Did part of the border wall separating the United States from Mexico blow over during Hurricane Hanna? No, that's not true. Video purporting showing a section of the border wall in Texas blowing over with gale force winds during Hurricane Hanna was recorded when it was still under construction earlier, not late July, according to the U.S. Customs and Border Protection. "The video circulating on social media appears to be from June 2020 when high winds caused several border wall panels that were pending additional anchoring to fall over at a construction site near Deming, New Mexico," CBP said.
The claim originated as a post published on July 26, 2020 by a Facebook page named "Military Vanguard " (archived here) with following text:
$11 Billion Dollar Wall Built by the Lowest Bidder! :-/Hurricane "Hanna" hitting Texas has blown over part of a Border...
This is what the post looked like on Facebook at the time of writing:
(Source: Facebook screenshot taken on Mon Jul 27 19:28:41 2020 UTC)
Another Facebook post made a similar claim:
To make your day... Hurricane Hanna - just now - blowing over Trump's mighty border wall between the United States and Mexico.... (Climate Change to Trump - ignore me at your peril baby!)
Here is a screen grab from the video of a wall section falling.
To make your day... Hurricane Hanna - just now - blowing over Trump's mighty border wall between the United States and Mexico.... (Climate Change to Trump - ignore me at your peril baby!)Posted by Blair Palese on Sunday, July 26, 2020
In a statement released to Lead Stories via email on July 27, 2020, the U.S. Customs and Border Protection press office said:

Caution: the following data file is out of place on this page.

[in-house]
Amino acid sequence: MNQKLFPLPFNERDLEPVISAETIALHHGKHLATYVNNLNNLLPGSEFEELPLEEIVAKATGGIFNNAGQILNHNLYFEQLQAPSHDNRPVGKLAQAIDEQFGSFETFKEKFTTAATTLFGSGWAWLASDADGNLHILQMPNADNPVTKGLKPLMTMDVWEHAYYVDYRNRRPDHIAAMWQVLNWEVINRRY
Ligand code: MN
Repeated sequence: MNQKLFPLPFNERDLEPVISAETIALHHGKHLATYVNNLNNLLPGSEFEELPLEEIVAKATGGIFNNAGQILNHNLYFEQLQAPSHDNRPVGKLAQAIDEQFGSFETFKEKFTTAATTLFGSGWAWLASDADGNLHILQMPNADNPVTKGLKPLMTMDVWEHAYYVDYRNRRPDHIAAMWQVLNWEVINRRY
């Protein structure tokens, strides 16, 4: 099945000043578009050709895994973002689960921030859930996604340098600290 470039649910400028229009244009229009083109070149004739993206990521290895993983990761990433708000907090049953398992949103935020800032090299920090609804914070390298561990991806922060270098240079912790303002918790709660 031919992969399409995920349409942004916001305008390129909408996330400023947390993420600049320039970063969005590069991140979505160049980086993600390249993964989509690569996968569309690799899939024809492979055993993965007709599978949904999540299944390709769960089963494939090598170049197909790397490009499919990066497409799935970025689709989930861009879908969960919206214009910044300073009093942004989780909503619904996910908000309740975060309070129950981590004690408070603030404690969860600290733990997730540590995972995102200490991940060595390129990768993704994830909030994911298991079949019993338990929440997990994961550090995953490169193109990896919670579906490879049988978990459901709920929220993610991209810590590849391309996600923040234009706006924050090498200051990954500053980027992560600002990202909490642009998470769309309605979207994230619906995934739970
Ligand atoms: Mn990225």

U.S. Customs and Border Protection is not aware of any border wall panels falling over due to Hurricane Hanna hitting the Rio Grande Valley Sector this past weekend. The video circulating on social media appears to be from June 2020 when high winds caused several border wall panels that were pending additional anchoring to fall over at a construction site near Deming, New Mexico. That project is funded by the Department of Defense using 2808 Military Construction Funds, so any questions regarding the incident should be directed to the U.S. Army Corps of Engineers."
According to the Department of Defense "2808 Military Construction Funds" refers to the code and not a year.
From the transcript of the DOD Briefing on Use of 2808 MILCON Funds for Construction of the Border Wall, SEPT. 3, 2019:
We're here to provide an update on the use of 2808 MILCON [military construction] funds for construction of necessary border wall along the U.S. southern border. We will walk through the process the department took to reach a decision on whether to use that funding, and what the final decision is.
On Feb. 15, 2019, the president declared a national emergency at the southern border, requiring the use of the armed forces and authorizing the use of Title 10, U.S. Code, Section 2808."
Here is a longer video found on YouTube posted on July 26, 2020.
The Tweet that apparently kicked off the rumor was posted by a Twitter account that belongs to a "Yadith Valdez" on July 26, 2020 but it has been deleted since. However it is archived here at the internet Archive and according to Google Translate from Spanish to English said:
And so, "Hanna" knocked down part of the border wall that is being built between the United States and Mexico. For the fury of nature, there are no borders. ...
But, according to CBP, the sections depicted were toppled by winds weeks ago, well before Hurricane Hanna happened.